depression. [Id. at 89-90.] She testified at her
deposition that she felt “betrayed” and
“humiliated” because she lost her position on the
M/V Leader, whose home port is Paducah, about one and a half
hours from her home, and was reassigned to the West Virginia
vessel, whose home port is around eleven hours from her home.
[Id. at 95-96.] During the period of time between
September 2015 when Plaintiff was injured and February 2016
when she returned to work, she was paid short-term disability
(i.e., her normal pay), and testified that she did not lose
any pay during that time period. [Id. at 128.] She
also testified that she did not personally incur any medical
expenses relating to the injury. [Id. at 128-29.]
asked what AEP River Operations did or failed to do that
caused her injury on the vessel, Plaintiff responded:
“I think that those boys should have to put down their
phones and go in there and clean up the galley like they
should after every meal. According to the captain on the boat
[that] is how the boat gets taken care of.”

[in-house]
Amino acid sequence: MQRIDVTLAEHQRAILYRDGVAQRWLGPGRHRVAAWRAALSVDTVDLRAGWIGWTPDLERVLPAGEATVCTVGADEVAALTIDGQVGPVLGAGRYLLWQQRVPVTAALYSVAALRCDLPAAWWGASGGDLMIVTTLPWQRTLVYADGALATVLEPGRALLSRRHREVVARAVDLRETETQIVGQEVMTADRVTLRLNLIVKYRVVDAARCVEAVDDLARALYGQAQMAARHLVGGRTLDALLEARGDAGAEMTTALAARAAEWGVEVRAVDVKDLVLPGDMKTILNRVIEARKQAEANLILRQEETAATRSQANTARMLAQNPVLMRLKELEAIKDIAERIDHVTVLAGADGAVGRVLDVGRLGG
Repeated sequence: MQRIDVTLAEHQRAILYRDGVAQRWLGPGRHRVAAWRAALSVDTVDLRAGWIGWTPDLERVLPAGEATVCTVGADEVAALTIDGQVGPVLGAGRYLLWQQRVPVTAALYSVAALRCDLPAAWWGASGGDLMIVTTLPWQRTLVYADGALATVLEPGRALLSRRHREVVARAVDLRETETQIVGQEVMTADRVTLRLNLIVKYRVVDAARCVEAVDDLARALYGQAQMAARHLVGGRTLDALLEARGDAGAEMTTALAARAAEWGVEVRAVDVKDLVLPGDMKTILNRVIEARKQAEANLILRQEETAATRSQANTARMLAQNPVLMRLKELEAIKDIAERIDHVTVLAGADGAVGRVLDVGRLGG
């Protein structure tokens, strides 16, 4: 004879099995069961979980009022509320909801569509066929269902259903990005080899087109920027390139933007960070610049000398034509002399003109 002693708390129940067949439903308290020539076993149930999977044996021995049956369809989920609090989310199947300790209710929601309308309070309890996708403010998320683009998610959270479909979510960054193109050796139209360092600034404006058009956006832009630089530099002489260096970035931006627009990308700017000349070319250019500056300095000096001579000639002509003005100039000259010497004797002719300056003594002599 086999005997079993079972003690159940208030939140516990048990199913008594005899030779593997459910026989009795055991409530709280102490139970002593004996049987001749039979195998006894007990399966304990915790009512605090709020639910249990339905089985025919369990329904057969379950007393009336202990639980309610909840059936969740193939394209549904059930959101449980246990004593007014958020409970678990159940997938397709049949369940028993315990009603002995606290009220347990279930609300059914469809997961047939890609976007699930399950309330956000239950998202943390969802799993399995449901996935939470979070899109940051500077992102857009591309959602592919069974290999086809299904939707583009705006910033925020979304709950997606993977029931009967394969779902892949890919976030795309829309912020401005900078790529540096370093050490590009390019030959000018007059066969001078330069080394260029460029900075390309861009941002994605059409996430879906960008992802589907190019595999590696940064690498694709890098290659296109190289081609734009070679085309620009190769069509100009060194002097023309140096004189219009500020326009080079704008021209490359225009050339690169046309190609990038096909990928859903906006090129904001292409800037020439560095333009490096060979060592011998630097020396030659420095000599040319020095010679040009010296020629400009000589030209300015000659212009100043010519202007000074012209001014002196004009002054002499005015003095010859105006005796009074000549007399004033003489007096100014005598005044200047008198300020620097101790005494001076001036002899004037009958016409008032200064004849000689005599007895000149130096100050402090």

[Id. at 129-30.] In essence, Plaintiff testified in
her deposition that the deckhands, who are responsible for
cleaning the galley, were inattentive that morning and were
using their cellphones instead of doing their job.
[Id.] Plaintiff conceded that she had not asked them
to go ahead and clean up the galley on the morning in
question. [Id. at 129.] Plaintiff voluntarily
resigned her post on July 3, 2017 for personal reasons. [DN
20, Weatherly Con't Dep., p. 4.] On October 30, 2017, she
was hired as a lineboat cook for Artco. [Id. at 5.]
Plaintiff's new home port is Saint Louis, Missouri.
[Id. at 6.] She is no longer receiving medical
treatment with respect to the hamstring injury she suffered